One of those Senators who will be debating the budget instrument is Troy A. Carter, a Democrat, from New Orleans. The Senator and I discussed the serious and annual budgetary issues during a Facebook Live interview Wednesday morning that was broadcasted on Bayoubuzz and on timelines, pages and groups.
Carter has a long history in government, politics, and business. He has been a member of the New Orleans City Council, a member of the Louisiana House of Representatives and now, a state Senator.
He said the State of Louisiana is “roughly 400 million dollars upside down” and that we have “very very much needed funding issues like funding hospitals and funding schools and now waivers for disability disabled communities”.
Carter said “We're still in pretty difficult waters and we're going to have to come up with meaningful solutions that stops kicking the can down the road and passing the buck, and at some point, the time comes that we do the job that we were sent here to do, that is to make the appropriate cuts, increase revenues where they’re needed and make sure that we provide the services for the people in Louisiana.
At the present time, the House Appropriations Committee believes that increasing revenues are not needed and in fact has proposed roughly $230 million dollars in cuts yet still pay for the popular TOPS program that provides free college tuition for those who qualify based upon scholarship.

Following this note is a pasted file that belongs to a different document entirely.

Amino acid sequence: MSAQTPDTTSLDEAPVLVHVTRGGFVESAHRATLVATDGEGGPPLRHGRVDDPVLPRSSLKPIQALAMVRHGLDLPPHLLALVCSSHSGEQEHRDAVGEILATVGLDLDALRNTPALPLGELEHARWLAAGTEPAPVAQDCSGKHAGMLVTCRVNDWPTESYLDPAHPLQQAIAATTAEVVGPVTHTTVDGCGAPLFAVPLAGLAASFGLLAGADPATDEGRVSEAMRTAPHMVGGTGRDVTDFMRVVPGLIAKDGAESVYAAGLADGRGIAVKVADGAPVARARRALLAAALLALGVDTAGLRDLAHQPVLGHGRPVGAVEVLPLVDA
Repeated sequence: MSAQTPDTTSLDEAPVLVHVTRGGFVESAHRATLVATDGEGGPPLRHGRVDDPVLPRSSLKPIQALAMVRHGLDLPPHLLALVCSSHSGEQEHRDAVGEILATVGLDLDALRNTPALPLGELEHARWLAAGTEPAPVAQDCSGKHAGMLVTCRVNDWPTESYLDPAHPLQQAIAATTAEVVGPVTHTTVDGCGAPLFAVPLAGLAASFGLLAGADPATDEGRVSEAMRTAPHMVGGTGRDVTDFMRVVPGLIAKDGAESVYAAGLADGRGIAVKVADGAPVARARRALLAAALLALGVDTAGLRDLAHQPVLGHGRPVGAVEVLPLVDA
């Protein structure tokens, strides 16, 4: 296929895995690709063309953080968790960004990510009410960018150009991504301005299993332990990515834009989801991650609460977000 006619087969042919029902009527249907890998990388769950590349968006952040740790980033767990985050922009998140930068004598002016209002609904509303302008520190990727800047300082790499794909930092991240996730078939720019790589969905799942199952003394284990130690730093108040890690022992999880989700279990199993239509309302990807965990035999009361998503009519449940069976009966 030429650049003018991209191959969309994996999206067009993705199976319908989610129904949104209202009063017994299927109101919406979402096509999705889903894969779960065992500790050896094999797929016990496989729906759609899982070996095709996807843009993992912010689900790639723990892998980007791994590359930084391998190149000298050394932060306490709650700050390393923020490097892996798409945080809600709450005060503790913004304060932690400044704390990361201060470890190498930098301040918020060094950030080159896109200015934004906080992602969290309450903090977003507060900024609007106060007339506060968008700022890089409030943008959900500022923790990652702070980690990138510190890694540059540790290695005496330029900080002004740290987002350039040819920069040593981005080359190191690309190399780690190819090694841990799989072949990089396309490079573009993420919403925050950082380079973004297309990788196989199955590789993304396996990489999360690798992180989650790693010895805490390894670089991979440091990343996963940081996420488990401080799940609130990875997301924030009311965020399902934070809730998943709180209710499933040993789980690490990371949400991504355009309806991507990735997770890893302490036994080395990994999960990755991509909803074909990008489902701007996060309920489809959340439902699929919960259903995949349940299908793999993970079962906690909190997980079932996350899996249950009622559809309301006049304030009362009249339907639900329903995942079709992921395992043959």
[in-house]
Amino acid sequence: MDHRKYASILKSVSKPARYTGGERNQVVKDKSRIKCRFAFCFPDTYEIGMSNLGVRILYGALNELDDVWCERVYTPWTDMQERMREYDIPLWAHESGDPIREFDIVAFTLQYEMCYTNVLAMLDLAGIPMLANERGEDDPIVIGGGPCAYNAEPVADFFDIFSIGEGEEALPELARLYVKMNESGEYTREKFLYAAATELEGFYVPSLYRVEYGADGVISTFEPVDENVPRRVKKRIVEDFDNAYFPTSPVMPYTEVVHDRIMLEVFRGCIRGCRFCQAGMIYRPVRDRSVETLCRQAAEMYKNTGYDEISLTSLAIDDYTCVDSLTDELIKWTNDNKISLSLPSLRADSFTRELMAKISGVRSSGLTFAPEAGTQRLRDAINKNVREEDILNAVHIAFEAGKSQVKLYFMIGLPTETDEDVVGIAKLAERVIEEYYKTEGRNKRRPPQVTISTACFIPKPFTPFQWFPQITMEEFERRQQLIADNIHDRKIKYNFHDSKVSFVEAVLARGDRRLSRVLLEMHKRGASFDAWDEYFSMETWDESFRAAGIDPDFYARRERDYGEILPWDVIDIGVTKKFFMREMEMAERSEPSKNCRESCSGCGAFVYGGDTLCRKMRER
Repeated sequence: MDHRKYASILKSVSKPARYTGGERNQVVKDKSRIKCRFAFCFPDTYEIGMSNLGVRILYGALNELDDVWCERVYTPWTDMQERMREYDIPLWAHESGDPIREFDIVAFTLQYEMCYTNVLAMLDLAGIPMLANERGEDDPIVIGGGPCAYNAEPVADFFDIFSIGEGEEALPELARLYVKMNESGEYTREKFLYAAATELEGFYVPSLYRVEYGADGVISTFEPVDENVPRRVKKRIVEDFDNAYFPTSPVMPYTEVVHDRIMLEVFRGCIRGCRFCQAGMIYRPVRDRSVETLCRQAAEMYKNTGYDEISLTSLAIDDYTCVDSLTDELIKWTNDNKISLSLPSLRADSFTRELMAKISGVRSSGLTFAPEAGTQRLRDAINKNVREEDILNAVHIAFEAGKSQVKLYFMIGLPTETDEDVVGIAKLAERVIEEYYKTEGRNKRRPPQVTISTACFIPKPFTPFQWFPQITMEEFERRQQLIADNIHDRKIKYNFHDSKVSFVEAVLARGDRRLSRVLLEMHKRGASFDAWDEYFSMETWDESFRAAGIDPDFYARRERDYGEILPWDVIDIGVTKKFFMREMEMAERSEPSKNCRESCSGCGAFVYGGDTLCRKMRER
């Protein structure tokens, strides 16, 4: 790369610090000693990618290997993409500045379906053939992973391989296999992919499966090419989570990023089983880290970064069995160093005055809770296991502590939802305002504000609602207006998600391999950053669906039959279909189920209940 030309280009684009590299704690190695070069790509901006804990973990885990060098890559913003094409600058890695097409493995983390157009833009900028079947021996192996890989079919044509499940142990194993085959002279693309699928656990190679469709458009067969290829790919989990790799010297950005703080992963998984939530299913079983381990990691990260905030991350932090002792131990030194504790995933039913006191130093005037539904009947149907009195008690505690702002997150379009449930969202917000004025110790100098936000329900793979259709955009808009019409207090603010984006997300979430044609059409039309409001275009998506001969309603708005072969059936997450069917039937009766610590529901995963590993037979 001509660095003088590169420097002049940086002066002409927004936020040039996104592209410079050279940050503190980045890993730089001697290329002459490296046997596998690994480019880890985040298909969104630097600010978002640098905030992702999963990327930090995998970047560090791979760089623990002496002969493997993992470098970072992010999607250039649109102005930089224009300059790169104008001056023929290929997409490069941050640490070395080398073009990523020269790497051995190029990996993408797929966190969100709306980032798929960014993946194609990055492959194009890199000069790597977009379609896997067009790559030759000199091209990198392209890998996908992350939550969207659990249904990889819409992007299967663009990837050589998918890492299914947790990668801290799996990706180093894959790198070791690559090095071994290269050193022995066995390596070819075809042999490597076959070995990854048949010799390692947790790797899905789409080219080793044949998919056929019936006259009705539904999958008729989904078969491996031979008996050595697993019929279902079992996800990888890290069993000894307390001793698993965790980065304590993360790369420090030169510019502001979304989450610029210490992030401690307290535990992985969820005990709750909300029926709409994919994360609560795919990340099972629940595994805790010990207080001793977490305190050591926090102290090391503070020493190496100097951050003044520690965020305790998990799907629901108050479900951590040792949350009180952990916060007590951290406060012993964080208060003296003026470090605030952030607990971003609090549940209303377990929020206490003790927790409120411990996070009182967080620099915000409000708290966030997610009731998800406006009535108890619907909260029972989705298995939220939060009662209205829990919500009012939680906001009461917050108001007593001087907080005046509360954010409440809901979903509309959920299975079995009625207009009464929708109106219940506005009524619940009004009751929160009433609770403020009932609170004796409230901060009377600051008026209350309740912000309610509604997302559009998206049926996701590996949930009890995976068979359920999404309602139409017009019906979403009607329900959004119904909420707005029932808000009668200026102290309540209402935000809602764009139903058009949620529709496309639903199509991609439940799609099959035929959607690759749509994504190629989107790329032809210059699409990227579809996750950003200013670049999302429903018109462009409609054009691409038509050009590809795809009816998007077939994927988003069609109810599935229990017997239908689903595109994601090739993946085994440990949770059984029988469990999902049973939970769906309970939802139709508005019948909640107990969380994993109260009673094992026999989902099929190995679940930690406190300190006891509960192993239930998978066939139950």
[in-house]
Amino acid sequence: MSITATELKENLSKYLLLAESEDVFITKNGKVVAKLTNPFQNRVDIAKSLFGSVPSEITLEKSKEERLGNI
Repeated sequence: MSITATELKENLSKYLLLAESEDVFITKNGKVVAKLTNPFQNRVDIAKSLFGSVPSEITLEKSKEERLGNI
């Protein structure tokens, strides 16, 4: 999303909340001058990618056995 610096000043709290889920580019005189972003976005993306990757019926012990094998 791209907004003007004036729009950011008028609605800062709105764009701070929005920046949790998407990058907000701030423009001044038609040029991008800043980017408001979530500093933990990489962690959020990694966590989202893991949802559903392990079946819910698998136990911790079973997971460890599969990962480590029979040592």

The Senator, however, believes that TOPS is definitely wanted and is a great program, but that the current Appropriations Committee budget hurts those people who depend upon other vital services such as the poor and the elderly.
He also believes that the state should adopt his solution he offered last year, that is, to call a constitutional convention, where these chronic issues can be worked out. Last year's effort failed and as a result, Louisiana not only has to balance the budget this year with the expected four hundred thousand dollar deficit but must watch its footing even more so, next year, when the state faces an even more treacherous fiscal cliff. Next summer, nearly 800 million to one billion dollars in revenues from a one-penny sales tax increase sunsets. That temporary penny sales tax was approved last year and had the support of various groups including the business lobby, the Louisiana Association of Business and Industry.
How does Senator Carter recommend that Louisiana resolve the chronic budgetary crises? How does he feel about the fully-funding of the free-tuition TOPS program when other important programs are going underfunded? Why does he believe a constitutional convention is absolutely necessary? What does he think about the current legislative political climate compared to that of the past? Is he willing to extend the one-penny sales tax or let it expire?
To obtain answers to those questions, click on the video above to watch the entire interview.